The final setup for the 2023 edition of Taste of Calgary is complete, and now Calgarians will get a chance to savour the flavours of some of Calgary’s best restaurants and food trucks all in one place.
The festival has grown for 2023, Taking over Calgary Parking Authority Lot 6 (8 Street SW and 3 Avenue SW) and parts of the Bow River Pathway to give ample space for visitors over the August long weekend.
“It’s really exciting. We’ve been setting up for a couple of days now, and to open our gates was pretty exciting for this year,” said Jennifer Rempel, organizer for Taste of Calgary.
She said that the festival heard the feedback from visitors last year, and that meant adding more space, having more seats, creating more shade, and giving attendees more ways to experience the festival.
New for this year was the first ever Taste of Calgary opening ceremonies, which saw a traditional Indigenous blessing and Indigenous dancing, alongside speeches from Mark Garner, Executive Director of the Calgary Downtown Association and Tanya Fir, Minister of Arts, Culture, and Status of Women.
“It looks like we’re going to have an exciting weekend, based on what I’ve seen and walking the space,” said Garner.
“Connecting the riverwalk is going to be huge. Now we’ve got other zones that you can be in.”
He said that Taste of Calgary was one of the key festivals for the Downtown Core Association to help visitors to embrace the idea that the Core is for them, alongside other communities in Calgary, by tasting new restaurants and beverage businesses.
“I think what this does is it allows Calgarians to discover what’s in their community. Then from this, it will generate economics,” Garner said.
“You get to meet them, you make the connections, and that’s what I think will develop the consumer and community confidence that downtown has a lot to offer. This is just sort of the appetizer of what needs to be downtown.”
New alcohol offerings add to cultural experiences
Simply Irie, one of the city’s best restaurants serving Caribbean cuisine, was back for another year with an expanded menu.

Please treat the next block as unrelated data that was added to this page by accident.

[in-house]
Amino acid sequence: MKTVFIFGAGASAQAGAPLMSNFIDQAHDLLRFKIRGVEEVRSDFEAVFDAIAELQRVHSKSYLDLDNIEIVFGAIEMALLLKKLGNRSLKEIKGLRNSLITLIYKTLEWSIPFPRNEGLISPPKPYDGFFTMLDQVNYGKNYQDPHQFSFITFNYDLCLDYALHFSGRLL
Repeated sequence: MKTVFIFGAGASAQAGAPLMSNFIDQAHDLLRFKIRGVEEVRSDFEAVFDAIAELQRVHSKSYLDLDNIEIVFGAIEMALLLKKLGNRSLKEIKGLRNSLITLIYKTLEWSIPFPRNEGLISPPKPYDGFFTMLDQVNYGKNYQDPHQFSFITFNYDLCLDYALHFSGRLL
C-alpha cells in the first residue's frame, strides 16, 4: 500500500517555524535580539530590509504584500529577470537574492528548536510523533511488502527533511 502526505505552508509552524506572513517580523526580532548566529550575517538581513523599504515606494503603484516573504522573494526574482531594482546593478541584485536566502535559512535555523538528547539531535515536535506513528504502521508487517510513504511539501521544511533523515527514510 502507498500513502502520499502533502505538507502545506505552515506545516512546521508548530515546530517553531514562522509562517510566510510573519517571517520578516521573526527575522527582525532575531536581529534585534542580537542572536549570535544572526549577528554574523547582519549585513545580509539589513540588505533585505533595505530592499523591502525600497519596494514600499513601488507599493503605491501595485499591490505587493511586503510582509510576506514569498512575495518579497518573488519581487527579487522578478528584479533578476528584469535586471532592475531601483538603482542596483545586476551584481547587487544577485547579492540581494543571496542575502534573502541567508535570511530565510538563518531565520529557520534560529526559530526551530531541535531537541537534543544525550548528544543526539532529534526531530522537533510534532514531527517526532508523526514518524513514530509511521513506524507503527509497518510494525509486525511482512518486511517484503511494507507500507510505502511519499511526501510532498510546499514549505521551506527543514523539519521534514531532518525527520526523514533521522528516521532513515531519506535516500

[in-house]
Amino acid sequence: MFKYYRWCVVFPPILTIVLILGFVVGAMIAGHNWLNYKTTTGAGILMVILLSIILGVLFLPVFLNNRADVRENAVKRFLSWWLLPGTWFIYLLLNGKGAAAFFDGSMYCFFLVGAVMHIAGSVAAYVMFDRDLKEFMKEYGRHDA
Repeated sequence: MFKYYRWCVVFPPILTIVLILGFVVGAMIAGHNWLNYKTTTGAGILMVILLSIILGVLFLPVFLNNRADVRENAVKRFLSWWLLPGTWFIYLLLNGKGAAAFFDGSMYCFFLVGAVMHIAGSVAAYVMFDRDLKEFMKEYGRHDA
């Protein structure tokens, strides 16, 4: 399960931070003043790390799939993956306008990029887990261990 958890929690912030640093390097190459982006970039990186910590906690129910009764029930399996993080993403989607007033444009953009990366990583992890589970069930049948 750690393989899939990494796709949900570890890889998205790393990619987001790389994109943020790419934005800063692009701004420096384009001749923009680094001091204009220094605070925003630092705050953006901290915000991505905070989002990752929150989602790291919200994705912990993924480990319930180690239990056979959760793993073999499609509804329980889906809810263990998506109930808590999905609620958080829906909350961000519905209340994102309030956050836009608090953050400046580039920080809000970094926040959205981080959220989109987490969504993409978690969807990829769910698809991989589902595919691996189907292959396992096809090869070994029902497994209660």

Last year the restaurant was using Taste of Calgary as a way to shore up customers against a difficult few years because of the pandemic, but this year said co-owner Pat Bruney, the challenge was just to have enough staff to keep up with demand.
On that expanded menu this year were a number of new alcohol offerings that showcase and complement Caribbean food.
“Hopefully it will bring more customers because, I mean, our stuff is not like anyone else here. No one has rum punch, no one has Red Stripe, and Red Bull and rum—Jamaican rum,” Bruney said.
“Everything is cultural, so hopefully people will enjoy it.”
Local food blogger, food influencer, and marketing professional Chanry Thach said that although she personally doesn’t drink alcohol, as a food marketer she loves the idea of expanded options.
“It is such a great way for a restaurant to, from a business perspective, make a profit, show what they’re capable of, and to kind of open the whole entertainment aspect of dining with them,” Thach said.
“People want to be entertained, and people want to socialize—drinking is a social event.”
A plethora of cultural options to take in
Whether it’s Canadian favourites from Newfoundland, the BBQ of Brazil, to the high cuisine of Europe—this year’s Taste of Calgary has something for just about every palate.
Thach said that when she first visited the festival in 2017, she had no idea that Calgary had such a rich food scene. And today, she said, that has only grown.
“I didn’t realize we had El Salvadorian food, we have tons of Korean, and so many other different cultures and different Mom and Pop restaurants,” she said.
“I got to see everything under one roof. I was blown away. From what it was in 2017 to what is now, it just gets better and better every year.”
She said that the expanded dining areas and more food options are giving Calgarians exactly what they want: A better food experience.
“Eating isn’t just going out and consuming food anymore. It’s an experience. You want to have an event, you want to go and experience what you can’t recreate at home,” Thach said.
“That’s why people are going out to eat. I can go and make hamburgers at home, but I’m not going to be able to make it at this elaborate level. You can have a pizza, burger, corn on the cob, and a mango on a stick all in like three feet of each other. You can’t recreate that at home.”
As for her top tip for this year, the classic mango on a stick is one that everyone should try.
“It’s delicious. It’s so refreshing in this heat. And I know there was a giant squid on a stick that is here, that I love. Those two are on my list right now,” Thach said.
“But I’m definitely going to be eating my way through.”
For a full list of vendors for 2023, see LWC’s coverage of what you need to know to take in Taste of Calgary this year.